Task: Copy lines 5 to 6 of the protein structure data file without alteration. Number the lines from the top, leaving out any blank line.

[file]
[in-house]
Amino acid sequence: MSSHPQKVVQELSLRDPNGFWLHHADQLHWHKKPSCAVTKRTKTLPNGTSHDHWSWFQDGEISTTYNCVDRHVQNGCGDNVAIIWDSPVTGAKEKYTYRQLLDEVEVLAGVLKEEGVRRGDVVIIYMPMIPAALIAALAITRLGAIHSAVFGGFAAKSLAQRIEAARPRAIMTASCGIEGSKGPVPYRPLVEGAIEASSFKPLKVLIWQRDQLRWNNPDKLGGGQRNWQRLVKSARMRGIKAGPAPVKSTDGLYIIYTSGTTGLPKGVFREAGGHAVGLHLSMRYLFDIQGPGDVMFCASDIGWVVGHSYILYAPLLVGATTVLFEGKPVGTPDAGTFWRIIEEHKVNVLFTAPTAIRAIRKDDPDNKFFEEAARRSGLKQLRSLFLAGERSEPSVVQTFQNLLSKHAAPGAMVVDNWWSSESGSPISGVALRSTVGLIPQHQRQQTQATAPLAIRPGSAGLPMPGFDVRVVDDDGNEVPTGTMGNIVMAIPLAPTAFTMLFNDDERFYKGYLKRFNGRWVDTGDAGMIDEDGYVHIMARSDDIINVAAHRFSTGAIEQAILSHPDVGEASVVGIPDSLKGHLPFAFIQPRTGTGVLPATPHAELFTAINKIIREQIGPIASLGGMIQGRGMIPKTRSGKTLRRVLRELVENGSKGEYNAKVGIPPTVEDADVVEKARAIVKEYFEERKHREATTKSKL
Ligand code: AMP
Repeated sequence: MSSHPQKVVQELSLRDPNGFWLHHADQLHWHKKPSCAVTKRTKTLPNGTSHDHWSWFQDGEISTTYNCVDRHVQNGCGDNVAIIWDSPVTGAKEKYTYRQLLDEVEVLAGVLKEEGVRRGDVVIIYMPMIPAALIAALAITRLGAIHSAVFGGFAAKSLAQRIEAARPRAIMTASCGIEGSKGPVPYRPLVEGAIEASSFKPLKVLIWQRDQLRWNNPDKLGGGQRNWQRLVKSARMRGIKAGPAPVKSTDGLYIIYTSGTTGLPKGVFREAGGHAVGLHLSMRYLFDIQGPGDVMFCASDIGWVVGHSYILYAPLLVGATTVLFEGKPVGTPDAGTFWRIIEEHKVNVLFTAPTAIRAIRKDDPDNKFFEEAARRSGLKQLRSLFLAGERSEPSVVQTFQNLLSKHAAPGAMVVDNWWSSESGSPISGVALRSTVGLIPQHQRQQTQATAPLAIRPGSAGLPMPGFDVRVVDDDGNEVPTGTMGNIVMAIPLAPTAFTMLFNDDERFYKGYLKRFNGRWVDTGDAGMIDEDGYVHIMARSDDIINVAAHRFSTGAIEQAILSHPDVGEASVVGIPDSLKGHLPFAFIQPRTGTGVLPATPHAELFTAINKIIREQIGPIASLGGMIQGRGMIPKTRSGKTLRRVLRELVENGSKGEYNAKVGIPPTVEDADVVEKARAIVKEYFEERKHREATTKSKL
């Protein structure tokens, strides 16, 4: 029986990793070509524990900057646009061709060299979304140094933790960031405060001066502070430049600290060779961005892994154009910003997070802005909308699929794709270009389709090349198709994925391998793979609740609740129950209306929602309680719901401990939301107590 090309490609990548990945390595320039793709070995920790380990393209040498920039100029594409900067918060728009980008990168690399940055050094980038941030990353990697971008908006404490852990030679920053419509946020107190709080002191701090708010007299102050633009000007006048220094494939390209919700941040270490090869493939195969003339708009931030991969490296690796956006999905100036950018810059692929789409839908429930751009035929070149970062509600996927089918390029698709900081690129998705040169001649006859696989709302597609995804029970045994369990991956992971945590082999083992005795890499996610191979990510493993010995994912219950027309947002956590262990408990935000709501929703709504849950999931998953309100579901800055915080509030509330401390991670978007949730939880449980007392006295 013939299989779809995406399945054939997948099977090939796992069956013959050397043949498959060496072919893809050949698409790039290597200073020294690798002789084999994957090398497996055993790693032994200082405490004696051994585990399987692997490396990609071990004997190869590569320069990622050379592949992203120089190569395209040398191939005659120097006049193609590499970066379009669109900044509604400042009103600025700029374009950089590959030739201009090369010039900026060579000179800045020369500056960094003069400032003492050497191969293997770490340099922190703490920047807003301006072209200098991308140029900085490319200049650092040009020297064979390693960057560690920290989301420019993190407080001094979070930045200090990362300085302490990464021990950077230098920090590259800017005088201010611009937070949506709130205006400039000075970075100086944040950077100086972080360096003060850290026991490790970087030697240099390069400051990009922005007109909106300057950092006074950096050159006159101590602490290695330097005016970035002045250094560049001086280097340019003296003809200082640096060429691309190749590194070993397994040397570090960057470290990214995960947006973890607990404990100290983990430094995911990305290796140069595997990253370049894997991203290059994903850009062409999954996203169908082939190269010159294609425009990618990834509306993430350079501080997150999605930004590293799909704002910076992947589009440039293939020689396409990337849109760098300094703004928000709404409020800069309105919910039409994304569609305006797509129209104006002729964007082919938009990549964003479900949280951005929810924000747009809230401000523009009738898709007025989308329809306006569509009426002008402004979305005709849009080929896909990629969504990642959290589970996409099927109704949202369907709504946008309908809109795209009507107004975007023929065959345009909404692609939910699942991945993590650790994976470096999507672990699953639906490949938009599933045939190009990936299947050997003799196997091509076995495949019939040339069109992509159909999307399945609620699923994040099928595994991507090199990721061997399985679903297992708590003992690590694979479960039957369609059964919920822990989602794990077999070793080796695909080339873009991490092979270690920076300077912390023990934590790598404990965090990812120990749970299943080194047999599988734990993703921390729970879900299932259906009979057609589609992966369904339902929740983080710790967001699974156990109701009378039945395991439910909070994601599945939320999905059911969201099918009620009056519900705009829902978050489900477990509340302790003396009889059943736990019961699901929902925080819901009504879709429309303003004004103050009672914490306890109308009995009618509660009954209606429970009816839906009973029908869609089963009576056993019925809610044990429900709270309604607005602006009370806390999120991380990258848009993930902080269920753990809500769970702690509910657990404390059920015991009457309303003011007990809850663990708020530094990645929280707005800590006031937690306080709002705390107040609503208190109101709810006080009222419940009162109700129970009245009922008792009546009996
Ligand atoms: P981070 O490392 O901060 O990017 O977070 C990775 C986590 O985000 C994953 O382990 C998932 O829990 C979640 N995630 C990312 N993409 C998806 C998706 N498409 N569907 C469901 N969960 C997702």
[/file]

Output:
């Protein structure tokens, strides 16, 4: 029986990793070509524990900057646009061709060299979304140094933790960031405060001066502070430049600290060779961005892994154009910003997070802005909308699929794709270009389709090349198709994925391998793979609740609740129950209306929602309680719901401990939301107590 090309490609990548990945390595320039793709070995920790380990393209040498920039100029594409900067918060728009980008990168690399940055050094980038941030990353990697971008908006404490852990030679920053419509946020107190709080002191701090708010007299102050633009000007006048220094494939390209919700941040270490090869493939195969003339708009931030991969490296690796956006999905100036950018810059692929789409839908429930751009035929070149970062509600996927089918390029698709900081690129998705040169001649006859696989709302597609995804029970045994369990991956992971945590082999083992005795890499996610191979990510493993010995994912219950027309947002956590262990408990935000709501929703709504849950999931998953309100579901800055915080509030509330401390991670978007949730939880449980007392006295 013939299989779809995406399945054939997948099977090939796992069956013959050397043949498959060496072919893809050949698409790039290597200073020294690798002789084999994957090398497996055993790693032994200082405490004696051994585990399987692997490396990609071990004997190869590569320069990622050379592949992203120089190569395209040398191939005659120097006049193609590499970066379009669109900044509604400042009103600025700029374009950089590959030739201009090369010039900026060579000179800045020369500056960094003069400032003492050497191969293997770490340099922190703490920047807003301006072209200098991308140029900085490319200049650092040009020297064979390693960057560690920290989301420019993190407080001094979070930045200090990362300085302490990464021990950077230098920090590259800017005088201010611009937070949506709130205006400039000075970075100086944040950077100086972080360096003060850290026991490790970087030697240099390069400051990009922005007109909106300057950092006074950096050159006159101590602490290695330097005016970035002045250094560049001086280097340019003296003809200082640096060429691309190749590194070993397994040397570090960057470290990214995960947006973890607990404990100290983990430094995911990305290796140069595997990253370049894997991203290059994903850009062409999954996203169908082939190269010159294609425009990618990834509306993430350079501080997150999605930004590293799909704002910076992947589009440039293939020689396409990337849109760098300094703004928000709404409020800069309105919910039409994304569609305006797509129209104006002729964007082919938009990549964003479900949280951005929810924000747009809230401000523009009738898709007025989308329809306006569509009426002008402004979305005709849009080929896909990629969504990642959290589970996409099927109704949202369907709504946008309908809109795209009507107004975007023929065959345009909404692609939910699942991945993590650790994976470096999507672990699953639906490949938009599933045939190009990936299947050997003799196997091509076995495949019939040339069109992509159909999307399945609620699923994040099928595994991507090199990721061997399985679903297992708590003992690590694979479960039957369609059964919920822990989602794990077999070793080796695909080339873009991490092979270690920076300077912390023990934590790598404990965090990812120990749970299943080194047999599988734990993703921390729970879900299932259906009979057609589609992966369904339902929740983080710790967001699974156990109701009378039945395991439910909070994601599945939320999905059911969201099918009620009056519900705009829902978050489900477990509340302790003396009889059943736990019961699901929902925080819901009504879709429309303003004004103050009672914490306890109308009995009618509660009954209606429970009816839906009973029908869609089963009576056993019925809610044990429900709270309604607005602006009370806390999120991380990258848009993930902080269920753990809500769970702690509910657990404390059920015991009457309303003011007990809850663990708020530094990645929280707005800590006031937690306080709002705390107040609503208190109101709810006080009222419940009162109700129970009245009922008792009546009996
Ligand atoms: P981070 O490392 O901060 O990017 O977070 C990775 C986590 O985000 C994953 O382990 C998932 O829990 C979640 N995630 C990312 N993409 C998806 C998706 N498409 N569907 C469901 N969960 C997702």